“Pick out any piece and I’ll find a seat,” my guestmother said. I started to sweat. I’d been in-country about two months, my German wasn’t even at immigrant cab driver level and I had no idea how a German café worked.

I had no idea how to pick out a piece of cake.

My guestmother sensed my confusion and said as she walked away, “Tell the woman what piece you want and bring me the piece of paper.”

A piece of paper. Right. I thought I was supposed to get cake.

One of the maids behind the counter asked me what I wanted and I pointed at a piece. She then handed me a slip of paper about the size of a price tag. It was yellow with a printed number in black. And she had scribbled something in red on hers. Maybe a number. Maybe code. Maybe a plea for help.

The piece I ordered probably had chocolate pieces on chocolate icing spread on top of chocolate cake with fluffy chocolate filling. I know my teen-age self. And knowing my guestmother, she probably had something with fruit.

Guestmothers always get something with fruit.

After ordering, I found my guestmother upstairs perched at a two-top against a window. We could watch the chaos outside while suffering from the chaos inside. There were people everywhere, inside and out.

German Cafes

I wondered how my cake would make it from downstairs to upstairs. How it would make it through all those people. I figured it probably wouldn’t but I masked my disappointment and smiled in agreement when my guestmother offered to order me a hot chocolate.

At least I’d get some chocolate.

Kännchen oder Tasse (pot or cup)?” my guestmother wanted to know. At the time, I had no idea what she was asking so I just stared back. She waved me off.

Our waitress arrived, also wearing a maid outfit, and my guestmother ordered our drinks and handed her our pieces of paper. I had no idea what was going on but I was confident I wouldn’t be eating cake.

Would our new maid try to describe us to the maid downstairs to get our cake order? How would that work? What if their descriptions didn’t match up and we ended up with cookies or, worse, no cake?

I had no time to make small talk with my guestmother, I was busy mourning the loss of my cake.

Then, a few minutes later, our waitress reappeared with our drinks. Our drinks! I didn’t just get a hot chocolate. I got a kännchen – my own little pot of hot chocolate! What? Magic!

Also, the waitress had our cakes. The right cakes.

I know, right? More magic!

Kaffee und Kuchen

The system made no sense to me so my guestmother explained it to me – the first woman-in-a-maid’s-outfit behind the counter put a piece of paper identical to my piece of paper on a plate with my cake order and our waitress just matched up the pieces of paper.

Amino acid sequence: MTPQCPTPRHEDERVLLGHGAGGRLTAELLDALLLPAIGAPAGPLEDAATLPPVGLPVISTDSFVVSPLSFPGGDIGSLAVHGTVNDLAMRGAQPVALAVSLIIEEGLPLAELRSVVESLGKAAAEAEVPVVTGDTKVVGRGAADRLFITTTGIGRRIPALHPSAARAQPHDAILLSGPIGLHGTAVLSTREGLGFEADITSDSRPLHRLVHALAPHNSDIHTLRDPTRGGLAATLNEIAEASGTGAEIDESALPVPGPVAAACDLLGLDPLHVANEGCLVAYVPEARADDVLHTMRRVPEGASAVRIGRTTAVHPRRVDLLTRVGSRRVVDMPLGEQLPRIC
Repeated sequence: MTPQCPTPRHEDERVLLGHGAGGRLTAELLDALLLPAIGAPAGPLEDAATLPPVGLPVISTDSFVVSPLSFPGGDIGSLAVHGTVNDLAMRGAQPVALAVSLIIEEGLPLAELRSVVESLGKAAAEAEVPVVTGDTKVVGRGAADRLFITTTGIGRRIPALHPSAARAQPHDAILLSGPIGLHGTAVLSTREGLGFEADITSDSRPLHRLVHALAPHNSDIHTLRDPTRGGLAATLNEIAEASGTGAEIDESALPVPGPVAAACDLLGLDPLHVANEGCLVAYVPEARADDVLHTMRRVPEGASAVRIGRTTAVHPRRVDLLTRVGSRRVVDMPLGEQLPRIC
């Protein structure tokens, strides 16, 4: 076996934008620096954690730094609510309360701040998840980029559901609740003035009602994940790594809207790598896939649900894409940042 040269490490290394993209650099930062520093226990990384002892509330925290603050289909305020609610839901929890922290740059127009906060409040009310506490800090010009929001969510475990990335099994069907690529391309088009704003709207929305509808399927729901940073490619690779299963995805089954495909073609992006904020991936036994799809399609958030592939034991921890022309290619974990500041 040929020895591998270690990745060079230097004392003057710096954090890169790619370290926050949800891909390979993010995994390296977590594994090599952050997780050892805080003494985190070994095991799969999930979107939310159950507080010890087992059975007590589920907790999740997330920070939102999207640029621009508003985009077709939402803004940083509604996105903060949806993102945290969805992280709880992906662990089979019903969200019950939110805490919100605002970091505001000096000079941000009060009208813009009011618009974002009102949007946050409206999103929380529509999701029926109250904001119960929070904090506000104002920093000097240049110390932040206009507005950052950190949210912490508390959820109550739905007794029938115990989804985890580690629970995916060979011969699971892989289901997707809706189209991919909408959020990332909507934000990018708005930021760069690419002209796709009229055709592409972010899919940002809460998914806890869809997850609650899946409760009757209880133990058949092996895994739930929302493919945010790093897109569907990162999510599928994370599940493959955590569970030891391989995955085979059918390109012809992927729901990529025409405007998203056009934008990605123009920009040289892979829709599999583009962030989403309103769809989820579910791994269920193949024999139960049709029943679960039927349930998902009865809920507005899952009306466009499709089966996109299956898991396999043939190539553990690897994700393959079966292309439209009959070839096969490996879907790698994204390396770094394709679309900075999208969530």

It still seemed miraculous to me, as if my cake had floated out of the display case, through all the people and up the stairs to me. In Mönchengladbach.

“It still seems magical to me,” my wife said last night when I recounted this story. We used to go to Café Richter in Charlottenburg in Berlin because they sometimes had the tiny pieces of paper. The Tagesspiegel last summer did a story on what it dubbed Schnipsel-cafés (scrap of paper cafés) in Berlin, after the pieces of paper used to record the cake orders.

The magic of that Schnipsel-café in Mönchengladbach stayed with me for over a decade until I returned to Germany as a reporter in Frankfurt. I made my co-workers go with me to Café Liebfrauenberg because I knew they’d do the German trick with the kuchen (cake) and paper there.

My co-workers weren’t impressed by the ordering system but they loved the cakes. And they thought the Kännchen were pretty impressive too.

 

How Berlin communicates: Berlinerisch

Nothing defines native Berliners more than their accent, known as Berlinerisch. The accent is more than just a staccato ending to words and pronouncing Gs as if they were Js. Berlinerisch is also an attitude that combines indifference, hostility and humor in differing degrees. As an outsider, I often sense more hostility where there’s more indifference and, as a humorist, I’m often jealous of the quick wit sometimes injected into mundane situations.

Berlinerisch is best summed up by a popular Berlin saying: “Nich anjeschissen ist jenuch jelobt,” or: Not insulting you was compliment enough. It’s like the city saying to you: If I didn’t call you an asshole, I must like you. Now shut up and eat your Currywurst. It’s like hanging out with an old man.

Berlinerisch

Once, a gay friend and his then-boyfriend were visiting from London. We’ll call them Scott and James, because that’s their names. We took them for beers in Schöneberg since Cologne was too far. The idea was to knock back a few and then head home, leaving Scott and James to explore Schöneberg. After the first beer, Scott said he wanted to start exploring early while we were around in case he had any questions.

Turns out, he would have questions.

He headed to a bar called New Action around the corner alone.

A few minutes later he stormed back, flustered.

“You would not believe how that bartender treated me!” he said, and recounted his story. He had been alarmed by a sign announcing a dresscode outside the bar – patrons must wear pants and a shirt, it said. Scott met the code but James did not. Scott thought he’d ask the staff how serious the dresscode was.

“I’m dressed OK but my boyfriend just has on shorts and a t-shirt – can he still come in?” he asked the barkeep.